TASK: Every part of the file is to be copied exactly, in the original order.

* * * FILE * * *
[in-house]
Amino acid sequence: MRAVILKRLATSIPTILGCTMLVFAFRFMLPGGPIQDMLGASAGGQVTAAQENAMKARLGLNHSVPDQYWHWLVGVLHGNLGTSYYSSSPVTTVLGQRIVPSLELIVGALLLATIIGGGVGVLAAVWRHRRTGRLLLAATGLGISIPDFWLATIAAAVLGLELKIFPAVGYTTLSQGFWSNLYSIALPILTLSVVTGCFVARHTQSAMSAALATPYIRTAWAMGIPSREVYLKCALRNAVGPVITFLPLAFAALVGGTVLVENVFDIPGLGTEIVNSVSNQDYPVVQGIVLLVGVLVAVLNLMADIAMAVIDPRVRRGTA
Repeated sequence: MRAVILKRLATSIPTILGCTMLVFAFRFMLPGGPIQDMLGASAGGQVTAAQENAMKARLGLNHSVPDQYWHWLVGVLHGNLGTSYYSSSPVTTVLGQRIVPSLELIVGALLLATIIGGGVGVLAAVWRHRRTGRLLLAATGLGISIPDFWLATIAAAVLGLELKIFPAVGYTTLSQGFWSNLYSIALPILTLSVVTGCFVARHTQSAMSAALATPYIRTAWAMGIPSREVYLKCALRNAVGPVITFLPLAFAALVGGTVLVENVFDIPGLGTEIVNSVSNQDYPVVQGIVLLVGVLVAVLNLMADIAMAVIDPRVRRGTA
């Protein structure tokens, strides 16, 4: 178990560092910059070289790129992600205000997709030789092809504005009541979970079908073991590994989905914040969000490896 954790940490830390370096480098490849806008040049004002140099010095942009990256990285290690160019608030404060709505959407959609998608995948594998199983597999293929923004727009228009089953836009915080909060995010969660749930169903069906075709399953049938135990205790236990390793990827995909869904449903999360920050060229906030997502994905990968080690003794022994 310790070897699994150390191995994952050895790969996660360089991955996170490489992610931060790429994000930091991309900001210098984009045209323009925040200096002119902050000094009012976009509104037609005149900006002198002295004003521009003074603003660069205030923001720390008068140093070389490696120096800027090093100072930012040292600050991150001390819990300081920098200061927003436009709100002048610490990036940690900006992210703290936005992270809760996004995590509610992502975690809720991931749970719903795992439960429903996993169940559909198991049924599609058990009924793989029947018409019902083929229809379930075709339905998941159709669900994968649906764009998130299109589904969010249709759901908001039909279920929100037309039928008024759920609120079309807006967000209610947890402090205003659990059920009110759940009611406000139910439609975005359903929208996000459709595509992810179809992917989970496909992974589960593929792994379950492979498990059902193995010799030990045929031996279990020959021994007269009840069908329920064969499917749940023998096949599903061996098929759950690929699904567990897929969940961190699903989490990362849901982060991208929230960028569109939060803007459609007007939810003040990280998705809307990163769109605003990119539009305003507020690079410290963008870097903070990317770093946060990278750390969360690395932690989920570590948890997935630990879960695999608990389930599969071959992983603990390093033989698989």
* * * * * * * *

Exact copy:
[in-house]
Amino acid sequence: MRAVILKRLATSIPTILGCTMLVFAFRFMLPGGPIQDMLGASAGGQVTAAQENAMKARLGLNHSVPDQYWHWLVGVLHGNLGTSYYSSSPVTTVLGQRIVPSLELIVGALLLATIIGGGVGVLAAVWRHRRTGRLLLAATGLGISIPDFWLATIAAAVLGLELKIFPAVGYTTLSQGFWSNLYSIALPILTLSVVTGCFVARHTQSAMSAALATPYIRTAWAMGIPSREVYLKCALRNAVGPVITFLPLAFAALVGGTVLVENVFDIPGLGTEIVNSVSNQDYPVVQGIVLLVGVLVAVLNLMADIAMAVIDPRVRRGTA
Repeated sequence: MRAVILKRLATSIPTILGCTMLVFAFRFMLPGGPIQDMLGASAGGQVTAAQENAMKARLGLNHSVPDQYWHWLVGVLHGNLGTSYYSSSPVTTVLGQRIVPSLELIVGALLLATIIGGGVGVLAAVWRHRRTGRLLLAATGLGISIPDFWLATIAAAVLGLELKIFPAVGYTTLSQGFWSNLYSIALPILTLSVVTGCFVARHTQSAMSAALATPYIRTAWAMGIPSREVYLKCALRNAVGPVITFLPLAFAALVGGTVLVENVFDIPGLGTEIVNSVSNQDYPVVQGIVLLVGVLVAVLNLMADIAMAVIDPRVRRGTA
């Protein structure tokens, strides 16, 4: 178990560092910059070289790129992600205000997709030789092809504005009541979970079908073991590994989905914040969000490896 954790940490830390370096480098490849806008040049004002140099010095942009990256990285290690160019608030404060709505959407959609998608995948594998199983597999293929923004727009228009089953836009915080909060995010969660749930169903069906075709399953049938135990205790236990390793990827995909869904449903999360920050060229906030997502994905990968080690003794022994 310790070897699994150390191995994952050895790969996660360089991955996170490489992610931060790429994000930091991309900001210098984009045209323009925040200096002119902050000094009012976009509104037609005149900006002198002295004003521009003074603003660069205030923001720390008068140093070389490696120096800027090093100072930012040292600050991150001390819990300081920098200061927003436009709100002048610490990036940690900006992210703290936005992270809760996004995590509610992502975690809720991931749970719903795992439960429903996993169940559909198991049924599609058990009924793989029947018409019902083929229809379930075709339905998941159709669900994968649906764009998130299109589904969010249709759901908001039909279920929100037309039928008024759920609120079309807006967000209610947890402090205003659990059920009110759940009611406000139910439609975005359903929208996000459709595509992810179809992917989970496909992974589960593929792994379950492979498990059902193995010799030990045929031996279990020959021994007269009840069908329920064969499917749940023998096949599903061996098929759950690929699904567990897929969940961190699903989490990362849901982060991208929230960028569109939060803007459609007007939810003040990280998705809307990163769109605003990119539009305003507020690079410290963008870097903070990317770093946060990278750390969360690395932690989920570590948890997935630990879960695999608990389930599969071959992983603990390093033989698989």